The Elite Travel Group has called on the trade not to “judge” it on size as it looks to attract homeworkers for the first time.
The consortium has 49 members with more than 80 travel agency branches, which have a combined turnover in excess of £100 million.
Chairman Wayne Darrock said there were no specific recruitment targets but said Elite had been guilty of “not shouting” about the benefits of its “small but significant” consortium in the past.
The homeworking option is due to become available in the next two to three months.
Speaking at this weekend’s Elite Travel Group conference in Granada, Spain, he outlined plans to create a business model which would open the door to new homeworkers trying to get their businesses off the ground.
Traditionally, the consortium has turned down homeworkers as members because it doesn’t have a division specifically for them.
The new model would allow individual agents starting out as homeworkers to work with or for Elite members and enjoy the backing of a consortium. This could involve agents employing homeworkers or renting out desk space to them in their agencies.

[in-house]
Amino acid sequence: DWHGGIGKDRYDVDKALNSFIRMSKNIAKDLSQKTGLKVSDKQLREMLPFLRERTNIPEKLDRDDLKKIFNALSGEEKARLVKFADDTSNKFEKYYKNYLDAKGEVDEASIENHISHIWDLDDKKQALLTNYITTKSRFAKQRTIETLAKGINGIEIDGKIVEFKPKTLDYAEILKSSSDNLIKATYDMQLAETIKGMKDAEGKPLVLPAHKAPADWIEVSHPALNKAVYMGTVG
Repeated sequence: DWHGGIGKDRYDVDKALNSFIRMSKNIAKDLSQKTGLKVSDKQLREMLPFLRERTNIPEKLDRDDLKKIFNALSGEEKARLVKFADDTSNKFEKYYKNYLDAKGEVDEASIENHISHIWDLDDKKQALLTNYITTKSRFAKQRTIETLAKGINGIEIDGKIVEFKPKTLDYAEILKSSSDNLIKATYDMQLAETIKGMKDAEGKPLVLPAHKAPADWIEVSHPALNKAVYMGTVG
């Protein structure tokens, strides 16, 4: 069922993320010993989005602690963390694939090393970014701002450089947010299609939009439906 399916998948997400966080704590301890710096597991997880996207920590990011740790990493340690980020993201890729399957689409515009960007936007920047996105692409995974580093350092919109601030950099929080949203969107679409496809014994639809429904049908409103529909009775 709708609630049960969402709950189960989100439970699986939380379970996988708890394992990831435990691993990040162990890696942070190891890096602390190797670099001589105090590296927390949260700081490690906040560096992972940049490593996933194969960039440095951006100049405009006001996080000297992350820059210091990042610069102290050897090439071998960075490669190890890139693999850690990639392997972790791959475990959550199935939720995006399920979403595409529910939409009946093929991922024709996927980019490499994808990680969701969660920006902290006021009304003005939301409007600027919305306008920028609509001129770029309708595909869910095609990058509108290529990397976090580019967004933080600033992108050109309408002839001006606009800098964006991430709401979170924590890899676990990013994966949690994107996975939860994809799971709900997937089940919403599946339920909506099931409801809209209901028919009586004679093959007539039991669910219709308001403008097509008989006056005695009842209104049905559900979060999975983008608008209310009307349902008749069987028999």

Darrock said the consortium would outline options available and put interested homeworkers in touch with all members. It will be up to members how they proceed.
“I don’t know of anyone else who has this model in the industry,” he said.
The consortium is looking to increase its size overall but Darrock stressed: “It’s not the be all and end all.”
In 2016, one of Elite’s biggest members, miniple Millington Travel left Elite. New members in the last year include RB Collection and Regent Travel.
As well as free membership and shared overrides – where suppliers’ overrides are divided between the member and Elite rather than being kept by the consortium – one of the benefits of the consortium is that members can get their voice heard, said Darrock.
He said: “With Elite, our members have a voice. With the big guys they don’t have a voice; it’s more intimate. Size does not matter. For the right agent we are a fantastic offering.
“We must not be judged by the number of members. Adding value in sales is what matters.”
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